Background and early life
Oliver Heywood was born on 9 September 1825 at Irlams o’ th’ Height near Manchester, the son of the banker Sir Benjamin Heywood and his wife Sophia Ann Robinson.
He was educated at St Domingo House, Liverpool; Mr Mertz’s school, Manchester; and Eton. On leaving school he travelled abroad.
In 1845 Oliver Heywood went to work for his father’s firm Sir Benjamin Heywood & Co. In 1847, after coming of age the previous year, he became a partner. His three younger brothers also subsequently became partners in the bank.
Benjamin Heywood retired at the end of 1860. Oliver succeeded him as senior partner, and the firm became known as Heywood Brothers & Co. Under Oliver’s leadership, the bank maintained the reputation it had earned for prudence and reliability. Such qualities were particularly valuable in the financial crisis of 1866, when the collapse of the finance firm Overend, Gurney & Co provoked panic throughout the banking sector. Heywood, who was in London when the crisis began, witnessed much of the panic at first hand, and hurried back to Manchester to ensure that calm was maintained at Heywood Brothers. The bank survived the crisis almost unscathed, thanks in no small part to Oliver Heywood’s steady management.
Oliver remained senior partner until 1876, when the firm was acquired by Manchester & Salford Bank. As part of the arrangements for the acquisition both Oliver and his younger brother Charles became directors of Manchester & Salford Bank.
In 1878 Oliver Heywood stopped attending the board (and was subsequently not re-elected) due to his lack of confidence in the bank’s general manager Thomas Read Wilkinson over the purchase of the Bolton bank Hardcastle, Cross & Co.
Contribution to Manchester life
It was said of Oliver Heywood that ‘he took the deepest interest in all that made for the social, intellectual, material and moral welfare’ of Manchester. After his death, one obituary remarked that ‘it would be difficult to find a charity subscription list connected with any considerable institution in which his name is not represented.’ As well as donating money, he served on the governing bodies of numerous charities.
He had a particular interest in education, and provided support for Victoria University; Owens College; Manchester Grammar School; Manchester High School for Girls; Hulme Grammar School; Manchester Technical School; Manchester School Board; Salford School Board; and the Association for the Promotion of Technical Education in the Manchester District.
He also supported numerous medical institutions, including the Hospital for Sick Children; St Mary’s Hospital; Manchester Royal Infirmary; Salford Royal Hospital; the Royal Eye Hospital, Manchester; the Royal Asylum; and the Provident Dispensaries Association.
He was also involved with the District Provident Society, the Manchester Adult Deaf and Dumb Institute and the Manchester and Salford Penny Savings Bank Association.
In 1888 he was made Manchester's first honorary freeman, in recognition of all he had done for the city.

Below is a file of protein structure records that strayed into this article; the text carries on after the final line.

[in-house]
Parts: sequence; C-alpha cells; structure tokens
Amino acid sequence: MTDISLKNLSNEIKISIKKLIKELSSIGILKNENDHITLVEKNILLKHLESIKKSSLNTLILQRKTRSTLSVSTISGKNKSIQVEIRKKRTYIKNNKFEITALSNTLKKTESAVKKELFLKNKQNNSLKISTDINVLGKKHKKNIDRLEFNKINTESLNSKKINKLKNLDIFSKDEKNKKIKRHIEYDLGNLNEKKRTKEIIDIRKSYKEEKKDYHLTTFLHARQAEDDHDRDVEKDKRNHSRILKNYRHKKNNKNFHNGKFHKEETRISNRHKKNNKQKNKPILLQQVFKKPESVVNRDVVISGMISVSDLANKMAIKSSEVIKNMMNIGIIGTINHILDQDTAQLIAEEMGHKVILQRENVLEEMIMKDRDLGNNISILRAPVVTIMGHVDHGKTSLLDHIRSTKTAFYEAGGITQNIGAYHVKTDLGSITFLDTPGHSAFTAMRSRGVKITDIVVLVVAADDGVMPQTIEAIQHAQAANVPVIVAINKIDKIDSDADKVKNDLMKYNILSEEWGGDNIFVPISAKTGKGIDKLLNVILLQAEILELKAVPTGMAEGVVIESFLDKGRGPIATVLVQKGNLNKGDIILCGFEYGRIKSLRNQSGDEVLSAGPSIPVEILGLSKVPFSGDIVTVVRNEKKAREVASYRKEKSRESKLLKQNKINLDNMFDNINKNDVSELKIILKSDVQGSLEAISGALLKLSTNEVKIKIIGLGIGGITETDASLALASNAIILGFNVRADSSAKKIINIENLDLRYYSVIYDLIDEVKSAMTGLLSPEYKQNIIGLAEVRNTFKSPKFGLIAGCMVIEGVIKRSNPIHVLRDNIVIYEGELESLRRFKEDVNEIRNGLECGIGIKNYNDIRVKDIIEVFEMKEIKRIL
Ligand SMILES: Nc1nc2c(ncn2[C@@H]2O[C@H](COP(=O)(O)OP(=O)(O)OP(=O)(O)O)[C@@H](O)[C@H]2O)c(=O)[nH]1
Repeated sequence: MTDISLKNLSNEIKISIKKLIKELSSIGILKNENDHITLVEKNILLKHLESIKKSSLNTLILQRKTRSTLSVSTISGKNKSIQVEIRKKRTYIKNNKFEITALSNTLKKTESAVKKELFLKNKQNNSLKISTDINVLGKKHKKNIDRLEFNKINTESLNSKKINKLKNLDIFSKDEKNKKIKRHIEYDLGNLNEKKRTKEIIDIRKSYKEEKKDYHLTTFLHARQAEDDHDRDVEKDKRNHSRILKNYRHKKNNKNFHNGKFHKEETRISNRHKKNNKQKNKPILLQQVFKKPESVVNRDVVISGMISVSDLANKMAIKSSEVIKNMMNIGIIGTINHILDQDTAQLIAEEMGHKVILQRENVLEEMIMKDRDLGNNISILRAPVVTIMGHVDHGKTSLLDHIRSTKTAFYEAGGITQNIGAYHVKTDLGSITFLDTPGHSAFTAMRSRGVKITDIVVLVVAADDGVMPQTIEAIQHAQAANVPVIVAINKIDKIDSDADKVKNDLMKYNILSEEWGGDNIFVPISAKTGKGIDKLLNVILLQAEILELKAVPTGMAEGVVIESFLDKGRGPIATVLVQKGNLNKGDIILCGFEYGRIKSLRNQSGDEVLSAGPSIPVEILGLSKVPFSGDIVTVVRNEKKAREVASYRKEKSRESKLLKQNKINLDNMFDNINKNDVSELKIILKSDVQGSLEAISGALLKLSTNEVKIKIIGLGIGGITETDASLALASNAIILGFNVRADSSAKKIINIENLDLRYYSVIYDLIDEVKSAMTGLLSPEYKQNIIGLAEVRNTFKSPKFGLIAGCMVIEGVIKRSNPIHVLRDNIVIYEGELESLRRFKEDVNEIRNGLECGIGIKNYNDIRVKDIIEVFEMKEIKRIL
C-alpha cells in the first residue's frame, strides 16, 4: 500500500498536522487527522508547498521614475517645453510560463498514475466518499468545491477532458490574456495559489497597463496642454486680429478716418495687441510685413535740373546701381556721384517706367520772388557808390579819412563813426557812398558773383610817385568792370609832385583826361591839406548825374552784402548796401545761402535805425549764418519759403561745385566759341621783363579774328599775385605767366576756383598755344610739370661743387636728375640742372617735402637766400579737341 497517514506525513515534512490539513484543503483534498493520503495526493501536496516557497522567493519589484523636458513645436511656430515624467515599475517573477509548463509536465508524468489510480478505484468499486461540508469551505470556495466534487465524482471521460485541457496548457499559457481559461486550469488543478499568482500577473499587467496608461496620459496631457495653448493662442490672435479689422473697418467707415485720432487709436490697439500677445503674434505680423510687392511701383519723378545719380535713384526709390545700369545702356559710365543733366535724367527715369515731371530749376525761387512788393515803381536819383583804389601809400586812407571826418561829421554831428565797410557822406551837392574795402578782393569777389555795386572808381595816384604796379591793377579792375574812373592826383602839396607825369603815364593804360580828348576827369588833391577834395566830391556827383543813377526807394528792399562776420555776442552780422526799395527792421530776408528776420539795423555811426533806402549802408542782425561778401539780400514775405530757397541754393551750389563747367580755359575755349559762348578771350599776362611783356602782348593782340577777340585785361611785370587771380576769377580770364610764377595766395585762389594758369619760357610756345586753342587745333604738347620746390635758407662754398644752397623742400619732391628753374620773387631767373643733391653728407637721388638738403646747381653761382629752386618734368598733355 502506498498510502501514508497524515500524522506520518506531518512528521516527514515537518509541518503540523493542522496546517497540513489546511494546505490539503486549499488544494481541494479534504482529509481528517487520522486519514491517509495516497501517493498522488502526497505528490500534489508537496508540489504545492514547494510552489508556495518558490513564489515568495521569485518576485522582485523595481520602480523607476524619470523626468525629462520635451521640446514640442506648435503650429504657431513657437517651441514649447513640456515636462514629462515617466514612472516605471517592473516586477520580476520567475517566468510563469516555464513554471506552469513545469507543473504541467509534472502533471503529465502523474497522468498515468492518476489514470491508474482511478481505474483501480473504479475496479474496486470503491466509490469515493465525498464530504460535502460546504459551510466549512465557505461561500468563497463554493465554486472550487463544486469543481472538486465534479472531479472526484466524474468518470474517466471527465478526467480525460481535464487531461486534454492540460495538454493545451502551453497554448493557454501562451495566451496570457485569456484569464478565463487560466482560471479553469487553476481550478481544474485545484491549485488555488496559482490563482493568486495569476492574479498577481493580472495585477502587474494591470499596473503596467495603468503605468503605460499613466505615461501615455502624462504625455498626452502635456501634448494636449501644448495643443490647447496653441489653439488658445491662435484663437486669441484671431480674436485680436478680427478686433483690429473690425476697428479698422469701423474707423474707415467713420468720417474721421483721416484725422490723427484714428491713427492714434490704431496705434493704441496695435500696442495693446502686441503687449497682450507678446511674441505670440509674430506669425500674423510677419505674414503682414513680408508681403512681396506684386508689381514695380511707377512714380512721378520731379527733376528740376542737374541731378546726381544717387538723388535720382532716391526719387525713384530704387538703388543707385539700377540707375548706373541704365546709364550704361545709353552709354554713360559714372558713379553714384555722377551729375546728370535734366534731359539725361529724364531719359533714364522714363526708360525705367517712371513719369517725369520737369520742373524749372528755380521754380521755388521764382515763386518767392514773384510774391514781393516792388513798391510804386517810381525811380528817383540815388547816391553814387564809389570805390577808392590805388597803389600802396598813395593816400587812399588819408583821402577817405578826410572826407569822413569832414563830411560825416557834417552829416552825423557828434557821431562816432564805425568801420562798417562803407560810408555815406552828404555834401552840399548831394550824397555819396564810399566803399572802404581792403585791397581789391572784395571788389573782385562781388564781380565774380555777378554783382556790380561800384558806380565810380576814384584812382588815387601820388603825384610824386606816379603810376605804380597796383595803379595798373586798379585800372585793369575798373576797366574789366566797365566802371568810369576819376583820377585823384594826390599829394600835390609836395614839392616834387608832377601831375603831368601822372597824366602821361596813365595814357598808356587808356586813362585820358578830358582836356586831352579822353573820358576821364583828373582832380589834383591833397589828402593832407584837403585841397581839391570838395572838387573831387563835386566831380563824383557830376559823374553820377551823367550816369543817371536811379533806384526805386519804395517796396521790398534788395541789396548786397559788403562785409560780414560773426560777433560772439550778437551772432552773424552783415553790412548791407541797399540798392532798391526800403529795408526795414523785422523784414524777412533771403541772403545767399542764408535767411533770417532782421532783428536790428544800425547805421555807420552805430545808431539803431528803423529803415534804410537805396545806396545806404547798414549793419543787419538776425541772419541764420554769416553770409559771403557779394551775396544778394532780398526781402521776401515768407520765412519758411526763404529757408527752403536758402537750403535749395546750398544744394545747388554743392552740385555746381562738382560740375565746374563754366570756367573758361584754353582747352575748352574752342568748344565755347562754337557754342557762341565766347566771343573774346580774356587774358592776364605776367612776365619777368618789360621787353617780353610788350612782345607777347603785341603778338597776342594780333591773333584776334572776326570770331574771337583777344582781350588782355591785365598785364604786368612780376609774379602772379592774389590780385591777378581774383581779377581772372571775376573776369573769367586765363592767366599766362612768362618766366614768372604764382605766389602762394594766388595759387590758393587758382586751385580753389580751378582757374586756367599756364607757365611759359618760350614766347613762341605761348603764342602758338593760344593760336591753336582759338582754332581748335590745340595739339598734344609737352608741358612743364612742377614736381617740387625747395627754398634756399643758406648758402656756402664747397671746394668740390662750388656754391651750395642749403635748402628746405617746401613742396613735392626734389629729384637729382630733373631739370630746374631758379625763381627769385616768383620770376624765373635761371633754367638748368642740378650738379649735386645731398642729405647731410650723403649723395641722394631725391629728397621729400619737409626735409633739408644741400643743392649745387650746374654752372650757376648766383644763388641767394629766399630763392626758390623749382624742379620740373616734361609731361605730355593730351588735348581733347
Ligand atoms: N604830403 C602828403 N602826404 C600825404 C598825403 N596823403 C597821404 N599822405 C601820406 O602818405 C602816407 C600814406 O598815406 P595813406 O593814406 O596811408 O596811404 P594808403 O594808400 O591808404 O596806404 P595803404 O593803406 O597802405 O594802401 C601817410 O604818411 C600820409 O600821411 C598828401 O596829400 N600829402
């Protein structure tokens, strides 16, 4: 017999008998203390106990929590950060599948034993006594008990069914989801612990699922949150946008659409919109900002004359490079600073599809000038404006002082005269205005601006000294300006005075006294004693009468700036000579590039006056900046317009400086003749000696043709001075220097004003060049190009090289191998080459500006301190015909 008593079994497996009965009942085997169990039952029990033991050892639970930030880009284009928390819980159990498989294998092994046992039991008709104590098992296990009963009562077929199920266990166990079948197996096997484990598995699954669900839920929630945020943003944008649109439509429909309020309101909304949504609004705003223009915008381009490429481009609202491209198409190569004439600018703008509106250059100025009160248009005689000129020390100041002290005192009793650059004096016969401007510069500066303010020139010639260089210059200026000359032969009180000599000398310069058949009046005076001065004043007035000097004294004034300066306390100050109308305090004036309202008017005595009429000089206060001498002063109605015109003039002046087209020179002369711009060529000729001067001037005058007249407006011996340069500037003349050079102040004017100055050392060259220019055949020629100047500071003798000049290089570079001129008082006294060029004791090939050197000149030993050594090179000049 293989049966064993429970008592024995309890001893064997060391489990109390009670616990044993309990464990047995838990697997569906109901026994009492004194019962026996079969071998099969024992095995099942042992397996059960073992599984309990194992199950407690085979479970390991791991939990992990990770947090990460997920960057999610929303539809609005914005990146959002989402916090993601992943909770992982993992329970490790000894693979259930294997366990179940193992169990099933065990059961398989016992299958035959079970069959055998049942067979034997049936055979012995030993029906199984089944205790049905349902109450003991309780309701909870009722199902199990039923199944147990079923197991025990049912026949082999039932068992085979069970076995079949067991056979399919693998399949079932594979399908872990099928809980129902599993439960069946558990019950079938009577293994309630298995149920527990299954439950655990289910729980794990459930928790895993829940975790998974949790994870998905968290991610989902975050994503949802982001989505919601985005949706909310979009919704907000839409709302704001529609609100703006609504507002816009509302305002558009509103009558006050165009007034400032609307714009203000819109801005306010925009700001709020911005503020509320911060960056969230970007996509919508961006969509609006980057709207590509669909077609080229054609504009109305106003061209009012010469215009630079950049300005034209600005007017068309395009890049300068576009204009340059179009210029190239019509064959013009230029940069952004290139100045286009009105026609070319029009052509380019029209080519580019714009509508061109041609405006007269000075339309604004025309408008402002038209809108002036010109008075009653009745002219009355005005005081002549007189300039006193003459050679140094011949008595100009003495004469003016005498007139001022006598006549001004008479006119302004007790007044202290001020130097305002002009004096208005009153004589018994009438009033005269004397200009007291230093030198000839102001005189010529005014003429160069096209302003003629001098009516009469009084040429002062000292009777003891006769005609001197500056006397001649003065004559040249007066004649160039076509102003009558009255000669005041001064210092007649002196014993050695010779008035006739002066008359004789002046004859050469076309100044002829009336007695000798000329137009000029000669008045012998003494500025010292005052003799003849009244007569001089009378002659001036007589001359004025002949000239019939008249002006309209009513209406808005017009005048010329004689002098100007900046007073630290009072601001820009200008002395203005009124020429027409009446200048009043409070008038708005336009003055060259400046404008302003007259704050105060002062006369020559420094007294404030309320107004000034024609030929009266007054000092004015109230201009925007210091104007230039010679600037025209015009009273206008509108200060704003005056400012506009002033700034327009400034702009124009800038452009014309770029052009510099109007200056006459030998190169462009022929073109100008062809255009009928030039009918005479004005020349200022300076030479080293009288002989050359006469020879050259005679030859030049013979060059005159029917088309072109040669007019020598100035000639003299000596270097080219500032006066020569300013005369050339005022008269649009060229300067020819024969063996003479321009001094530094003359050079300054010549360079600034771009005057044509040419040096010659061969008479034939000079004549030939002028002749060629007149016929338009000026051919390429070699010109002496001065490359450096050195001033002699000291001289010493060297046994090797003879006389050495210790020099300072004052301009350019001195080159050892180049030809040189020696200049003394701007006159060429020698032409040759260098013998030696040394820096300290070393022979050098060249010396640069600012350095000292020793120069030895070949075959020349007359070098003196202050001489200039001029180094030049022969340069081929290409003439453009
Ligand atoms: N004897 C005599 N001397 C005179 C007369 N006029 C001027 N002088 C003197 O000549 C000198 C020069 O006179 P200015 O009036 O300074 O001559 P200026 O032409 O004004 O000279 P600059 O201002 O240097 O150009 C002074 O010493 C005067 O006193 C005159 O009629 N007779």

He served as Deputy Lieutenant of Lancashire and in 1888 was made High Sheriff of Lancashire.
Political views and character
Oliver Heywood was a lifelong political Liberal, but unlike his father, who served as a Member of Parliament in the 1830s, he had no interest in a parliamentary career. He was asked on more than one occasion to stand as the Liberal candidate for Salford, but rejected the idea.
According to his obituaries, ‘he was naturally of a retiring disposition and cared nothing for mere display or ostentatiousness; he loved that which was simple, natural, real and earnest’; ‘unassuming and unaffected at all times, he had natural abilities and qualities which fairly entitled him to be ranked among the brightest and most accomplished of our leading citizens.’
On 7 September 1847 Oliver Heywood married Eleanor Barton, daughter of the Pendlebury merchant Richard Watson Barton. They initially lived at Acresfield, the house in Irlams o’ th’ Height where Heywood had been born. After Benjamin Heywood’s death in 1865 they moved to his house, Claremont, nearby. They had no children.
Oliver and Eleanor were married for 30 years, until her death in September 1877.
Death and legacy
Oliver Heywood died at home on 17 March 1892.
He was buried at St John's, Pendlebury, where his funeral service was conducted by the Bishops of Manchester and Guildford. Around 150 carriages took part in his funeral procession. Thousands of people turned out to see it, with 50 or 60 policemen on duty to manage the crowds. On the afternoon of his funeral, shops in Pendlebury and Irlams o’ th’ Height were closed as a mark of respect.
Within weeks of his death, arrangements were made in both Manchester and Salford to erect memorials in his honour. In Manchester, the memorial committee raised £2,665 from 332 subscribers to pay for a marble statue by the Irish sculptor Albert Bruce-Joy. It was erected in Albert Square in December 1894. The Salford memorial, a red granite obelisk by J & H Patteson, was also paid for through public donations. It was installed on Cross Lane, Pendleton in October 1893.
- ’Oliver Heywood and the Overend Gurney Crisis’, Three Banks Review, December 1951, vol. 12, pp. 29-40
- Williams Deacon’s, 1771-1970 (Manchester: privately published by Williams & Glyn’s Bank Ltd, 1971)
- T P Heywood, Reminiscences, Letters and Journals of Thomas Percival Heywood, Baronet. Arranged by his eldest daughter (Isabel Mary). With a preface by the Rev. George Body. (Manchester: printed for private circulation, 1899)
- E Edwards, Manchester Worthies and their Foundations (Manchester: J. Galt & Co, 1855)
- Notice of death, Supplement to the Manchester Courier, 19 March 1882
- Report of death, The Manchester Evening News, 17 March 1892
- Report of funeral of Oliver Heywood, Manchester Courier and Lancashire General Advertiser, 22 March 1892